4. Role play
For younger kids, role-playing can be a good lead-up to help them feel more confident and in control when their appointments occur.
“The unexpected and the unknown really play into anxiety. Role playing helps kids feel like they know what to expect,” says Chansky.
Chansky recommends going through all of the motions of receiving a shot with your child. Not only will it help mitigate their fear, it will help you troubleshoot any unanticipated anxiety triggers.
Using an alcohol wipe to clean the area and possibly an ice pack for numbing will help prepare them for added physical sensations the may not otherwise be prepared for. Chansky says you can use a doctor’s toy kit to administer the play shot, but she also likes using a ballpoint pen for a more localized sensation and to make a small mark that you can cover with a Band-Aid.
“Take turns being the doctor and being the patient. When you’re the patient it will help them feel in control and it will help them go through the experience through you, so they can be safe observers,” says Chansky. “And don’t be afraid to let them know that the ‘shot’ hurt, but that it felt better quickly.”
When you role-play you can also teach kids distraction techniques. You can give them a piece of candy to suck on, give them a book to look at and teach them how to take deep breaths to relax their muscles.
“This is basically a rehearsal where you can take them through all sorts of calming strategies to prepare for the big day,” says Chansky.
6. Go for the familiar
Lots of drug stores and pharmacies now offer flu and COVID-19 vaccinations. It may feel tempting to schedule a vaccination appointment to correspond with your weekly shopping, but if you have a child that is particularly anxious surrounding vaccinations, Carter recommends going to your pediatrician’s office.
“We do see some kids are a bit more fearful around... strangers, which makes sense after a year and a half of being cautious. This is all the more reason to help facilitate getting your shots at your pediatrician's office, which is a more familiar setting for kids and families,” says Carter.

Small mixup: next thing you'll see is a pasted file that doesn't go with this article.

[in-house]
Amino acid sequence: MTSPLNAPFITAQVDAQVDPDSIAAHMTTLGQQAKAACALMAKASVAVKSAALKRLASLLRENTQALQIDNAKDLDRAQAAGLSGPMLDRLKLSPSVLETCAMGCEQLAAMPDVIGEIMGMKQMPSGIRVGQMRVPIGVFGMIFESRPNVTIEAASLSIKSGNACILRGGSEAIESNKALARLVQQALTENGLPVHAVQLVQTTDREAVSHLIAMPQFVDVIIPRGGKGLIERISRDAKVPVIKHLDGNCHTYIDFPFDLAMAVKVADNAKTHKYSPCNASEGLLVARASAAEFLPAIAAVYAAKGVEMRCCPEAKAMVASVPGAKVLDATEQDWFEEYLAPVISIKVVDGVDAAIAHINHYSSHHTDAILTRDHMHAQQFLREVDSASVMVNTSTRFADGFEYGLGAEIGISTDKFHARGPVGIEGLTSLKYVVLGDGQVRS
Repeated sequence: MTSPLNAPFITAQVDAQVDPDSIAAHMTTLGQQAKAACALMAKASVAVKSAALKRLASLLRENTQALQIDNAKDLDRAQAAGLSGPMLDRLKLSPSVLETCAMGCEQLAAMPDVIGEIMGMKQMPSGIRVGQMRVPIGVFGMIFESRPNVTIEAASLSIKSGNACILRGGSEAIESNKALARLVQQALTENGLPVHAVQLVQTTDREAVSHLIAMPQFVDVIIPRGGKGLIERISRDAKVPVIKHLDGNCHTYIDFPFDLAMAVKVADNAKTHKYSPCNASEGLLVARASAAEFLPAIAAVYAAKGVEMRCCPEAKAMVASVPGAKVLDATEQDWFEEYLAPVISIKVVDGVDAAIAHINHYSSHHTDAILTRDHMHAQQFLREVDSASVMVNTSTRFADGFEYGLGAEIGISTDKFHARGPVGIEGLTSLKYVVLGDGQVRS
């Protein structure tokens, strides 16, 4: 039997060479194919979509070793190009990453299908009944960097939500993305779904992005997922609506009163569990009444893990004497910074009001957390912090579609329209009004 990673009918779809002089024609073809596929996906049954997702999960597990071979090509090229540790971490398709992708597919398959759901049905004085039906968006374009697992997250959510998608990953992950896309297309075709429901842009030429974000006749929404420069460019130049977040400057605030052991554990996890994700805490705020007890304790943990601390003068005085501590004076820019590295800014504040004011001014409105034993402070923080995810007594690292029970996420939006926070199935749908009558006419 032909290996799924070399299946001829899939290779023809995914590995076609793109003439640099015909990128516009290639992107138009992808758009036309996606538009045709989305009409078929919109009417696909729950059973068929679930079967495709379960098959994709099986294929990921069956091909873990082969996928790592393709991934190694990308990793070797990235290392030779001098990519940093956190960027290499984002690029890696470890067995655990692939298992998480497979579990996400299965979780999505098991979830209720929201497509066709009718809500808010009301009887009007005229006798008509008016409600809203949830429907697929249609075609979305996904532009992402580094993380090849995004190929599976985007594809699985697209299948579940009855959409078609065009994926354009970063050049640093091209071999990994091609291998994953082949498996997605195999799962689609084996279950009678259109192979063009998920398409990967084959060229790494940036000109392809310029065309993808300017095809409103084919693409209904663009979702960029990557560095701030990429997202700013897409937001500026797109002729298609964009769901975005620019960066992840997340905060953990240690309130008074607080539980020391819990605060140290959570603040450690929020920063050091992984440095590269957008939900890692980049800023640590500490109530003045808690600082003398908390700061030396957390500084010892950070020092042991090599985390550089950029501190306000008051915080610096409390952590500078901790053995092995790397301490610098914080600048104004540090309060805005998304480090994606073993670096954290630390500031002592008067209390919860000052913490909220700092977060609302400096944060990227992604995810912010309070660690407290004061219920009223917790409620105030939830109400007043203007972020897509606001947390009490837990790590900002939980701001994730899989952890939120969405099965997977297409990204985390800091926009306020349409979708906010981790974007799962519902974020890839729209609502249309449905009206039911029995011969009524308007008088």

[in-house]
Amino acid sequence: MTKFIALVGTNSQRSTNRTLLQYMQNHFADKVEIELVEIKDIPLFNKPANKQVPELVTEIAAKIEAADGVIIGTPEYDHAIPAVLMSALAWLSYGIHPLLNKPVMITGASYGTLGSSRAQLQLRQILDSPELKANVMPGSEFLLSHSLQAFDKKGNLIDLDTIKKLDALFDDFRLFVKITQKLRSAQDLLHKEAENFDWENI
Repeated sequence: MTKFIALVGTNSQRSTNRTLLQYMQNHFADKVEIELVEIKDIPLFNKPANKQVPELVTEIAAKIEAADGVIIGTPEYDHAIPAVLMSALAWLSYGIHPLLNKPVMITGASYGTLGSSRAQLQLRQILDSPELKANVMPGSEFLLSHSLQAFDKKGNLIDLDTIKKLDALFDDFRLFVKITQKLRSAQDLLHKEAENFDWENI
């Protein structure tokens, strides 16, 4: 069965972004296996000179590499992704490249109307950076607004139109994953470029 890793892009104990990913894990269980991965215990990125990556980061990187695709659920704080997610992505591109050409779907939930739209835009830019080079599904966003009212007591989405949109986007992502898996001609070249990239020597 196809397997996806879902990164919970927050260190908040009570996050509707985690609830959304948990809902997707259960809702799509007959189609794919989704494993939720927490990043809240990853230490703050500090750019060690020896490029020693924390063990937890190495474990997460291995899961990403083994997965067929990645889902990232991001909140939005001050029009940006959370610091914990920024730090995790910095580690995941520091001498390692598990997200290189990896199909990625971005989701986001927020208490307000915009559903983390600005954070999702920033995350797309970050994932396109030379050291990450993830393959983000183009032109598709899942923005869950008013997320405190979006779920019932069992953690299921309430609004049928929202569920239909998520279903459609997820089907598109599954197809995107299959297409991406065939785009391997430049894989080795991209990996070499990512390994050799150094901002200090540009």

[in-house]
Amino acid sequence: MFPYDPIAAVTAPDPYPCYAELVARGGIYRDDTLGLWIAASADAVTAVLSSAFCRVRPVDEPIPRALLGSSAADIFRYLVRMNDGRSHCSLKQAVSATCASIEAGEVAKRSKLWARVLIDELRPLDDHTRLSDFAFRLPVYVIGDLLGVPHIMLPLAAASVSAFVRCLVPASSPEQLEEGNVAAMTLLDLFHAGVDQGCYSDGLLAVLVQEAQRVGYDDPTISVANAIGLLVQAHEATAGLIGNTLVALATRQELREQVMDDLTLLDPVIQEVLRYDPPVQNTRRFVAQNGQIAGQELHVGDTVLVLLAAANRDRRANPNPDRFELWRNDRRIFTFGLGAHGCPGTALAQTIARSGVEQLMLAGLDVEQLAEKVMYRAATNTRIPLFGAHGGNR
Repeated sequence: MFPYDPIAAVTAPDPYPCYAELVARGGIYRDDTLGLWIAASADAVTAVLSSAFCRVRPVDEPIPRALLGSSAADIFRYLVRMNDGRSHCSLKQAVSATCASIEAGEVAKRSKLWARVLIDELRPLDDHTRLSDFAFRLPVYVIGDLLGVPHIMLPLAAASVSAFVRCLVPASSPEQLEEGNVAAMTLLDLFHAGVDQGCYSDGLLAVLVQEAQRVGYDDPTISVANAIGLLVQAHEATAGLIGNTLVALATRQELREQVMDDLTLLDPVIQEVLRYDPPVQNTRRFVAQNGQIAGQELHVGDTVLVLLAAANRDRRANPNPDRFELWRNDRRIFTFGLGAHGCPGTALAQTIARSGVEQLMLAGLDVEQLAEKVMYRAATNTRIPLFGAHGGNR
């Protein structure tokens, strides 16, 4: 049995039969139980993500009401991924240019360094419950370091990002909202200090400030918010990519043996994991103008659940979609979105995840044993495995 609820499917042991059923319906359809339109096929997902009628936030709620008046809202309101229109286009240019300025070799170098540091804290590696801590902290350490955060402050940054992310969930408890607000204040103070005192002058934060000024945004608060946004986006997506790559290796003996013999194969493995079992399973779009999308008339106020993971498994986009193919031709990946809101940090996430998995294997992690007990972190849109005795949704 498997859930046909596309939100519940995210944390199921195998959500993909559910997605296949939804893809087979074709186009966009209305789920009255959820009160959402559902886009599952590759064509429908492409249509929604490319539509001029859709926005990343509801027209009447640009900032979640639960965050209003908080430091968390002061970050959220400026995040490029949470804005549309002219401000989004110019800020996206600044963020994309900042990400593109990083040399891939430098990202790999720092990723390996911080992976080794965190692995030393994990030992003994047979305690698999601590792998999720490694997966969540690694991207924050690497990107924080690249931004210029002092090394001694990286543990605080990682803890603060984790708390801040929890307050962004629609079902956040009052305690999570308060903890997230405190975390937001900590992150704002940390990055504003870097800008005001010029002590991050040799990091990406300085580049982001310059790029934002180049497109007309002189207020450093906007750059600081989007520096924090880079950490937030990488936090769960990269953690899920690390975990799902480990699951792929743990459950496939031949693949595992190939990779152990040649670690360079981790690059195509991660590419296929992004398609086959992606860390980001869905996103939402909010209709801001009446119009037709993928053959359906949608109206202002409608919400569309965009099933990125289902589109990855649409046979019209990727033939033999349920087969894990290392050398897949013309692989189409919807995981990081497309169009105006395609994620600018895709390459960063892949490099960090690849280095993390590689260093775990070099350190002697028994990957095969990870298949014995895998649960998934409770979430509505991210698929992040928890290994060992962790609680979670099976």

7. Be a smart scheduler
This isn’t the time to sandwich an appointment between school and piano lessons. Our experts all say to schedule the appointment during a low-stress time.
“Nothing stokes anxiety in a child like being rushed. Give yourself enough time so that you aren’t putting your own stress and anxiety on your child, and give yourself time so that you can celebrate afterwards,” says Chansky, adding that a post-vaccination ice cream may be just the motivator your child needs to feel brave.
8. Come with reinforcements
Remember, needle anxiety is incredibly common. This means there are lots of tools and strategies available that can help calm your child. Chansky is a fan of the Buzzy vibrating ice pack (available at Amazon for $49.95). The ice pack helps numb the area while the vibration of the device helps relax the muscles and distract the patient. LMX 4 is a non-prescription topical anesthetic (available at Amazon for $29.22) that can also help.
Patten also recommends communicating with your child’s medical provider to explain your child’s anxiety and to investigate what strategies they offer for helping with pain, including prescription of numbing cream for the skin, and in-house strategies for mitigating anxiety. She recommends talking out a clear plan well before your visit, so that you can tell your child what to expect. When they arrive, encourage them to let their healthcare provider know what they are expecting and what they need to feel comfortable with the procedure.
“Some children enjoy the opportunity to advocate for themselves and their coping and pain management preferences,” says Patten.
Take them out, take photos, give them a gold star.
Chansky says that simply getting through, tears or not, is something to celebrate. Even if the appointment didn’t go as smoothly as planned, celebrating that they got through it is an important ritual to help prepare them the next time around.
“Show them how proud you are and don’t be shy about letting them know that they did a really good thing for the community by keeping themselves safe and helping to keep others safe,” says Chansky.
Prices were accurate at the time this article was published but may change over time.
This article originally appeared on Reviewed: 9 expert tips to calm a child that's afraid of shots